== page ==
The US Air Force wants to vastly expand its drone program over the next five years by doubling the number of pilots and deploying them to bases in California and elsewhere to give commanders better intelligence and more firepower.
The $3-billion plan, which must be approved by Congress, was unveiled Thursday after months of study that focused on a drone pilot force that commanders have described as overworked, undermanned and underappreciated.
The proposed expansion comes as the Pentagon has intensified airstrikes on Islamic State targets in Iraq and Syria. Pilots and crews who operate the MQ-1 Predators and MQ-9 Reapers have struggled to meet a rising demand for aerial surveillance of war zones and other hot spots.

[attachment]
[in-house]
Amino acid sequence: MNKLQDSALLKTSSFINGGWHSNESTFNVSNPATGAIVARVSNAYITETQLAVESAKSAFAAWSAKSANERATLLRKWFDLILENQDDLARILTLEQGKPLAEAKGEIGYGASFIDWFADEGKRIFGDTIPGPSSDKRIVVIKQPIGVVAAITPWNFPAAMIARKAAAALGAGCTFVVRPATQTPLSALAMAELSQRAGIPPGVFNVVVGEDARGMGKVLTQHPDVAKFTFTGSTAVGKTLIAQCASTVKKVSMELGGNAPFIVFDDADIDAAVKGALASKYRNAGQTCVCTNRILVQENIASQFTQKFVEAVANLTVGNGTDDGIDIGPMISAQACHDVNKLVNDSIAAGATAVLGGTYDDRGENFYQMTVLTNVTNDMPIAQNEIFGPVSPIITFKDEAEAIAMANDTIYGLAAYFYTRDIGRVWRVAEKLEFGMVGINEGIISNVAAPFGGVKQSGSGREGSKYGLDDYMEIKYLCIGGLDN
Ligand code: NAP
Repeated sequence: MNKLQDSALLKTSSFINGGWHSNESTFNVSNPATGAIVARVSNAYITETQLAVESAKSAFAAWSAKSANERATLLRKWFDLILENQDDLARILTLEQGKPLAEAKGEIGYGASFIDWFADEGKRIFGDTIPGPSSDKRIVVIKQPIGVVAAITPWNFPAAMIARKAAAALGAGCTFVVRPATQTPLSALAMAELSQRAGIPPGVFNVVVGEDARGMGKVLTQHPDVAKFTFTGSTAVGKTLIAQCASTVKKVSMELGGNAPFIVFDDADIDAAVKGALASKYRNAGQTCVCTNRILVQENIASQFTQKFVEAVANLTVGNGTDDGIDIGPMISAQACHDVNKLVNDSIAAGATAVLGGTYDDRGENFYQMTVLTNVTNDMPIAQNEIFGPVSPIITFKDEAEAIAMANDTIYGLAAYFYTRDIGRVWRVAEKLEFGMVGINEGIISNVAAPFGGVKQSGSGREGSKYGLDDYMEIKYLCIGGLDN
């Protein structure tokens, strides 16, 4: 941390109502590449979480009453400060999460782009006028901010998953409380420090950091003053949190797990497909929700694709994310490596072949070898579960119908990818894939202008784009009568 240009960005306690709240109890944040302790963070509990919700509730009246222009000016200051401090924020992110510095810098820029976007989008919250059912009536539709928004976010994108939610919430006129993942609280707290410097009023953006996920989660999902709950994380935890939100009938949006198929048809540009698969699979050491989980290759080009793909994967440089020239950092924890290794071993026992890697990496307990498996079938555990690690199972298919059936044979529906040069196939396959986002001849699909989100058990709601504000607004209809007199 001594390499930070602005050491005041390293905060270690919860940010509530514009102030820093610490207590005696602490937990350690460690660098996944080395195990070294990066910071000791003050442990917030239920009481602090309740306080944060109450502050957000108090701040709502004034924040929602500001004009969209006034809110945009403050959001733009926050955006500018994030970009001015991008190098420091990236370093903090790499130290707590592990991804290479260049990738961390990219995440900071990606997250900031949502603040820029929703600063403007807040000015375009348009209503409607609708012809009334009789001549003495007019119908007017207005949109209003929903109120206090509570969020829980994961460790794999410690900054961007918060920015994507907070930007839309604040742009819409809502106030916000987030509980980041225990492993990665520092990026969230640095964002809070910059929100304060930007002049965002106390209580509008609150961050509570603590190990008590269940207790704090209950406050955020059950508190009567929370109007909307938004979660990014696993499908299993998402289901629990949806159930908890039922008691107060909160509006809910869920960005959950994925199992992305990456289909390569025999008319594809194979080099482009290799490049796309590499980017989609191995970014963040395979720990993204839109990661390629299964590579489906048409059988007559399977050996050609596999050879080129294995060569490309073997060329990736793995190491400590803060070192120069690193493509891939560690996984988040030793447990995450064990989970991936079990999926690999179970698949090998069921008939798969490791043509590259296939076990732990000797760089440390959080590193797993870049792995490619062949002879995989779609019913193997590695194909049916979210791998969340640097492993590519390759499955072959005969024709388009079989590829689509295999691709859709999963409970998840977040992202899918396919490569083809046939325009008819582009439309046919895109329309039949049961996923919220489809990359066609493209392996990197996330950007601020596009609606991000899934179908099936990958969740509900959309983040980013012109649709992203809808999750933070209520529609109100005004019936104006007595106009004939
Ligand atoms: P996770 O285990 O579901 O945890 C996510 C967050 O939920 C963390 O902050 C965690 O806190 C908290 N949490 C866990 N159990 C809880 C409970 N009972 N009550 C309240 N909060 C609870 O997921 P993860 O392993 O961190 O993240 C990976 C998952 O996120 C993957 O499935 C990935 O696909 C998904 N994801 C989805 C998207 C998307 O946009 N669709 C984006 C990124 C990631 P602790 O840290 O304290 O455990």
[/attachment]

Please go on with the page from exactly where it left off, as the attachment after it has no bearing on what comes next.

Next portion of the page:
“Right now, 100% of the time, when a MQ-1 or MQ-9 crew goes in, all they do is combat,” said Gen. Herbert “Hawk” Carlisle, head of Air Combat Command, which oversees drone operations. “So we really have to build the capacity.”
The Air Force wants to add 75 Reapers to the current fleet of 175 Reapers and 150 Predators. It also would increase the number of flying squadrons from eight to as many as 17, and add up to 3,500 new pilots, sensor operators and other personnel.
Officials said they anticipate sending most of the new drone pilots and crews to bases across the country.
Those considered most likely include Beale Air Force Base near Sacramento, Davis-Monthan Air Force Base near Tucson, Joint Base Pearl Harbor – Hickam near Honolulu, and Langley Air Force Base near Newport News, Va.
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